Delighted That They Learned to Read!
IN SOME parts of the Solomon Islands, up to 80 percent of those who are now Jehovah’s Witnesses have had to struggle with illiteracy. This has not only limited their participation at weekly congregation meetings but also made it more difficult for them to teach Kingdom truths to others. Is it really possible for adults who have never even held a pencil to become literate?
The brochure Apply Yourself to Reading and Writing, published by Jehovah’s Witnesses, has been used in literacy classes in nearly every congregation of Jehovah’s Witnesses throughout the Solomon Islands. The following experiences illustrate how hundreds have been helped to a new level of ability through this program. More important, learning to read has enabled them to give a better witness about their faith.—1 Peter 3:15.
A missionary who was assigned to a congregation with over a hundred Kingdom publishers noticed that at the weekly Bible study using The Watchtower, few had their own copy of the magazine and even fewer commented. The reason? Illiteracy. When the congregation announced the formation of a school to teach reading and writing, the missionary gladly volunteered to be a teacher. At first, only a few students came, but soon over 40 people of all ages began to attend.
What were the results? The missionary relates: “A short time after the literacy class began, I went to the market at six o’clock in the morning to buy food for the missionary home. There I saw some of the students, even the very young ones, selling coconuts and vegetables. Why? Because they wanted to have enough money to purchase a pen and a notebook for use in the literacy class! Also, attending that class was an incentive to have a personal copy of the Watchtower magazine.” She adds: “Now during the congregation Watchtower Study, young and old alike participate, and our discussions are lively.” This missionary was particularly happy when four members of the class asked if they could share in the public preaching work because, as they put it, they were “not afraid anymore.”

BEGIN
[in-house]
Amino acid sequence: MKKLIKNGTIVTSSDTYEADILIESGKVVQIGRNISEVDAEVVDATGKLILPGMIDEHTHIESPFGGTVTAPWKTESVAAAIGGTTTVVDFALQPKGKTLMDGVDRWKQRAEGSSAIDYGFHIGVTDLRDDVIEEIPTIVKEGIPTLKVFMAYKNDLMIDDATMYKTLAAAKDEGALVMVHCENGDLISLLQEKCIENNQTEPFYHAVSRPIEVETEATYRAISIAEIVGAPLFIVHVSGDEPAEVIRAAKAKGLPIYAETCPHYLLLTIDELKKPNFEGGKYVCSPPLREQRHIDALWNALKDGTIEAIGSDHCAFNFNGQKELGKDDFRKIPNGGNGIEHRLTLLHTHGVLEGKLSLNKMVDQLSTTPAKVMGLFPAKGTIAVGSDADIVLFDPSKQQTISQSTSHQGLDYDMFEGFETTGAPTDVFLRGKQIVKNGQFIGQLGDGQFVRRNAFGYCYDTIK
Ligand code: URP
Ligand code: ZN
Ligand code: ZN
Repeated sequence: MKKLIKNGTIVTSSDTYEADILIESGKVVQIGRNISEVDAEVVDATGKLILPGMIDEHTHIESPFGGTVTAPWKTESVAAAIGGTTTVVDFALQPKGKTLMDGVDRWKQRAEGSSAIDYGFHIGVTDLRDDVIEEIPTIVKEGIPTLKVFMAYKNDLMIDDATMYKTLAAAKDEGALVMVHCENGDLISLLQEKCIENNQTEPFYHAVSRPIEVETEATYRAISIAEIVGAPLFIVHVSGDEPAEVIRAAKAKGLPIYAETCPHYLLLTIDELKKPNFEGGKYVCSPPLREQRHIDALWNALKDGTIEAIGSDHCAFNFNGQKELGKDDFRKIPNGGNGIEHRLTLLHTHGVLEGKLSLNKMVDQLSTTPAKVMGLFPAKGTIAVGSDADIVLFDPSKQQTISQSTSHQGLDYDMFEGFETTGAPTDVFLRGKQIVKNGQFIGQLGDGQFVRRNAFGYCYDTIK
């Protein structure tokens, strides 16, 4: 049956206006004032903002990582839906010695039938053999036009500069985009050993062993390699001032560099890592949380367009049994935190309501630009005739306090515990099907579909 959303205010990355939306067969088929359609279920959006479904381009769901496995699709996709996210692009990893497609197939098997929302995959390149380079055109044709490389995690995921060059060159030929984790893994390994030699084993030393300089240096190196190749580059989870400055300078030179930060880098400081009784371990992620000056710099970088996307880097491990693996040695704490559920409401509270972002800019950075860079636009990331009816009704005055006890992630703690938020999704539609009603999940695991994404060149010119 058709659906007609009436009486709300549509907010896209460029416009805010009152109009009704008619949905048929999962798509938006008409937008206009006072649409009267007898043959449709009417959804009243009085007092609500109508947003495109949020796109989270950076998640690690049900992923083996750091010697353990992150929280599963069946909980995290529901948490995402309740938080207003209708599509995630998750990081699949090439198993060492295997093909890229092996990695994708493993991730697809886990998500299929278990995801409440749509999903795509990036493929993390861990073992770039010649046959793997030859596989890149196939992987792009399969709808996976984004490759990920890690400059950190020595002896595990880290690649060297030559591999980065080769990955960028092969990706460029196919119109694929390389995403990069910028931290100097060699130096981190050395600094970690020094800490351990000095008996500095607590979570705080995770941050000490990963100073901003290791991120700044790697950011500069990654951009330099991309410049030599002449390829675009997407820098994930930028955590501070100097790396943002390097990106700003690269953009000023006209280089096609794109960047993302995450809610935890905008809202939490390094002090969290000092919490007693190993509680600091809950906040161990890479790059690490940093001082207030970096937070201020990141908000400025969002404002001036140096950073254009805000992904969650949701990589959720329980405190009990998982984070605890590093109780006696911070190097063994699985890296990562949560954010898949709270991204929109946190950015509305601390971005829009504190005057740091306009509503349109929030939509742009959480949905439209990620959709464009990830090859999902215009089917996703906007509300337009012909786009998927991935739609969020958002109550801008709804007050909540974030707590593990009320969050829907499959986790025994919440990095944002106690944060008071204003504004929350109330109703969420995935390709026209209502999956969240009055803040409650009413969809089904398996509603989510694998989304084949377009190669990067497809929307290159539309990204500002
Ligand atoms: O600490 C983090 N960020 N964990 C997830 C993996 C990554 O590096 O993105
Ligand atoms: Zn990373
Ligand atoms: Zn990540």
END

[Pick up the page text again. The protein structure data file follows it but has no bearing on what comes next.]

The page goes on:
The positive effects on the students in the literacy classes have extended far beyond learning to read and write. For instance, for many years the unbelieving wife of one Witness was a source of concern to the congregation. She hurled stones at people at the slightest provocation and even attacked other women with a piece of timber. When she occasionally attended Christian meetings with her husband, she was so jealous of him that he resorted to wearing dark glasses so that she could not accuse him of looking at other women.
Shortly after the literacy classes began, however, this woman quietly asked: “May I join the class?” The answer was yes. From then on she never missed a class or a congregation meeting. She worked hard at her reading lessons and made amazing progress, which made her very happy. Her next request was: “May I have a Bible study?” Her husband gladly began to study with her, and she continues to progress in her ability to read and write and in her knowledge of the Bible.
For a 50-year-old who has never touched a pencil, just to hold a pen and to form the letters of the alphabet can be a mountainlike obstacle. Some develop blisters on their fingers from the pressure they apply to the pencil and paper during the early stages of learning. After weeks of struggling to hold and control the pencil, some students exclaim with a big grin: “I can move my hand lightly over the paper!” Seeing the students’ progress also makes the instructors happy. One instructor said: “Teaching a class is sheer joy, and the students’ genuine appreciation for this provision from Jehovah is often expressed with applause at the end of a class.”
Along with the missionaries, these now literate Witnesses rejoice. Why? Because they can now use their ability to read and write to honor Jehovah.
[Pictures on page 8, 9]
Both young and old appreciate the literacy classes